Thales Alenia Space is a world leader in space altimetry, a technique that lets us study sea surface height, sea ice thickness and river and lake levels, as well as land, ice sheet and seabed topography.

    Our company has provided a host of instruments for oceanography, including the Poseidon altimeters on the Topex-Poseidon and Jason 1, 2 and 3 missions for the French space agency CNES. We also built the AltiKa Ka-band altimeter for the French-Indian SARAL oceanography satellite, and the SIRAL 2 very-high-resolution SAR (synthetic aperture radar) altimeter on ESA’s Cryosat-2 satellite, capable of measuring variations in sea ice thickness and continental ice mass balance with unparalleled accuracy. In addition, we supply the SRAL SAR altimeters for Sentinel-3. Other examples include the MERIS multispectral optical “water color” spectrometer on the Envisat satellite and the OLCI instrument on Sentinel-3, the SWIM altimeter on the CFOSat satellite for CNES, which measures wave spectra, and the SADKO altimeters on Russia’s GEO-IK satellites.

    Thales Alenia Space has contributed to some of ESA’s landmark scientific missions: the MERIS medium-resolution spectrometer on Envisat to reveal the secrets and colors of the oceans, GOCE (gravity field and steady-state ocean circulation explorer), which will provide a detailed map of Earth’s gravitational field, and the SMOS satellite for the analysis of soil moisture and ocean salinity. Our teams are also working on the state-of-the-art SWOT oceanography satellite for CNES and NASA.

    How does weather affect our lives?

    It can be extremely useful to know tomorrow’s weather. But when it comes to forecasting extreme events like typhoons, hurricanes and floods, satellites really come into their own and play a key role in saving lives. Meteosat Second Generation (MSG) satellites cover Europe, the North Atlantic and Africa, providing updated imagery every 15 minutes, compared to 30 minutes on the first-generation satellites. MSG satellites give meteorologists higher-quality images thanks to a large increase in observation channels and better radiometric performance, coupled with shorter revisit times. This allows them to detect and monitor rapidly developing events like storms, which directly impact populations and economic sectors such as farming, fishing and transport, especially shipping.

    Thales Alenia Space is now developing Meteosat Third Generation (MTG) satellites, which will update images every 10 minutes to make weather forecasts more accurate than ever. Some MTG satellites will also carry atmospheric sounders. All European geostationary meteorological satellites to date have been built by Thales Alenia Space as prime contractor.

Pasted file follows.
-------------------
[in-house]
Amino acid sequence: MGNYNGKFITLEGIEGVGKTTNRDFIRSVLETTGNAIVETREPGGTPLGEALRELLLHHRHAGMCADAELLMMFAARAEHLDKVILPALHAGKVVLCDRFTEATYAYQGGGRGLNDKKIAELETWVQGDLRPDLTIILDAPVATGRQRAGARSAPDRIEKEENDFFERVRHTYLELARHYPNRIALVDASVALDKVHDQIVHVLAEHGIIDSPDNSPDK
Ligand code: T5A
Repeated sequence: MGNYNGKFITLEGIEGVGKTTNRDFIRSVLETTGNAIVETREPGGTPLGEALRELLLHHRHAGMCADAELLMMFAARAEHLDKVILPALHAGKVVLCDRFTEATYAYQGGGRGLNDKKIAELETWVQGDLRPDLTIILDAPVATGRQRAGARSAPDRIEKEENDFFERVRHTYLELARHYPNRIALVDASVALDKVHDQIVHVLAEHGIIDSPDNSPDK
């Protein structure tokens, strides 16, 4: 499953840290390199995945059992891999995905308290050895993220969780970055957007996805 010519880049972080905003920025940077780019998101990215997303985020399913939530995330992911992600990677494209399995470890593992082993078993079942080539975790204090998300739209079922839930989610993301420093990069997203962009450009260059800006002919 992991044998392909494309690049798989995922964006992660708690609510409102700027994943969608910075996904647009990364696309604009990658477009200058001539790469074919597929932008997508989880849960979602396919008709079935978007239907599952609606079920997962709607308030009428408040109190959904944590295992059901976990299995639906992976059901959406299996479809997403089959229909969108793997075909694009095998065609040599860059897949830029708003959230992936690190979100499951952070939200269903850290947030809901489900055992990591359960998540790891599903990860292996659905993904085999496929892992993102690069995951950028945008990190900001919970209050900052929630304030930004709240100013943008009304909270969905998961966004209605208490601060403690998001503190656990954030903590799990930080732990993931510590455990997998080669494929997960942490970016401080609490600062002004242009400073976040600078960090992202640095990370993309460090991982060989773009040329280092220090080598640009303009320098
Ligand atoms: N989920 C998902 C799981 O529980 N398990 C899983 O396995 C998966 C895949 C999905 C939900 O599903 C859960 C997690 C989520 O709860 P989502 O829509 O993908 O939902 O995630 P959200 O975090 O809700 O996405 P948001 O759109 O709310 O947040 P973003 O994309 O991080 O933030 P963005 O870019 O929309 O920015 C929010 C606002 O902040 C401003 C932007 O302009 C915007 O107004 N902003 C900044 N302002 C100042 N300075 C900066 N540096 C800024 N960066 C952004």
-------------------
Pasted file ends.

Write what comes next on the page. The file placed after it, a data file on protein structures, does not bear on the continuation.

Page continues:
Space-based solutions for Earth

    The agriculture sector has been an enthusiastic early adopter of satellite technology: over 90% of tractors in the EU are already EGNOS (European Geostationary Navigation Overlay System) enabled! The benefits in terms of greening agriculture in Europe are clear. Satellite-enabled precision farming allows farmers to save fuel by avoiding overlaps in field cultivation. They can also reduce pesticide and fertilizer use thanks to more targeted application. But agriculture is only one of the main fields in which space systems are driving green innovation. Galileo is also contributing to many of the innovative trends on our roads, making passenger and freight transport more sustainable. Satellite-based navigation generally makes life on the road easier, by significantly reducing traffic and therefore its carbon footprint. Ride-sharing and other sustainable mobility solutions all rely on precise positioning.

    European Global Navigation Satellite Services (GNSS), in particular EGNOS, help make air travel greener and more accessible. EGNOS-enabled procedures at airports result in fewer aborted landings, which in turn means significant fuel savings for airlines… and reduced carbon emissions. Thales Alenia Space will play a major role on the Galileo Second Generation system, enhancing the constellation’s performance and cybersecurity. We have been chosen by ESA and the European Commission to build six new satellites incorporating innovative technologies such as digitally configurable antennas, intersatellite links and all-electric propulsion systems. These satellites will improve Galileo’s accuracy as well as resistance to signal interference and jamming. Reflecting the upcoming digital decade, this capability will also support its increased use for defense and security applications.

    Stay tuned for future “Space for Life” Chronicles.

    Illustrations: © ESA - © CNES - © Thales Alenia Space/Briot - © Thales Alenia Space/Master Image Programmes